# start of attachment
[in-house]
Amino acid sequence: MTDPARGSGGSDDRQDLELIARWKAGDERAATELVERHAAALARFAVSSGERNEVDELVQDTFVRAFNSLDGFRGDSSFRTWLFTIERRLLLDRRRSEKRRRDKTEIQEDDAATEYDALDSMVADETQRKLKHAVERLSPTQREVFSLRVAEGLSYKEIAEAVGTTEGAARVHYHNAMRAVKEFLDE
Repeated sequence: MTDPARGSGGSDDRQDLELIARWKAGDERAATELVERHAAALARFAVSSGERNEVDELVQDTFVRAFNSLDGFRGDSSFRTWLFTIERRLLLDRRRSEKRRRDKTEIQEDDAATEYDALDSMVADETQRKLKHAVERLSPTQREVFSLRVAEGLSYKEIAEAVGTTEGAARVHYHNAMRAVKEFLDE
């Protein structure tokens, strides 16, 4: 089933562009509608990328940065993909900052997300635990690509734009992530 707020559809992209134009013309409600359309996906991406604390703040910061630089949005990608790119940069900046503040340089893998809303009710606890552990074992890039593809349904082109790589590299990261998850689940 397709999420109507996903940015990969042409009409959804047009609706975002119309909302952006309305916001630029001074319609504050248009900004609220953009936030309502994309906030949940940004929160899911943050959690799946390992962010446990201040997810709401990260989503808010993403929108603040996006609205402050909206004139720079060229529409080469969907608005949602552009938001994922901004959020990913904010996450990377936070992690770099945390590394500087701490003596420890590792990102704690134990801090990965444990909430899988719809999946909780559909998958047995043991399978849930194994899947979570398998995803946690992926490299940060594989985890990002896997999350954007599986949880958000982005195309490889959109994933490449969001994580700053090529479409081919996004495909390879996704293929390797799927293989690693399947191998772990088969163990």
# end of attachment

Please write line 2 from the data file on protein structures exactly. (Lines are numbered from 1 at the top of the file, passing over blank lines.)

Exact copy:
Amino acid sequence: MTDPARGSGGSDDRQDLELIARWKAGDERAATELVERHAAALARFAVSSGERNEVDELVQDTFVRAFNSLDGFRGDSSFRTWLFTIERRLLLDRRRSEKRRRDKTEIQEDDAATEYDALDSMVADETQRKLKHAVERLSPTQREVFSLRVAEGLSYKEIAEAVGTTEGAARVHYHNAMRAVKEFLDE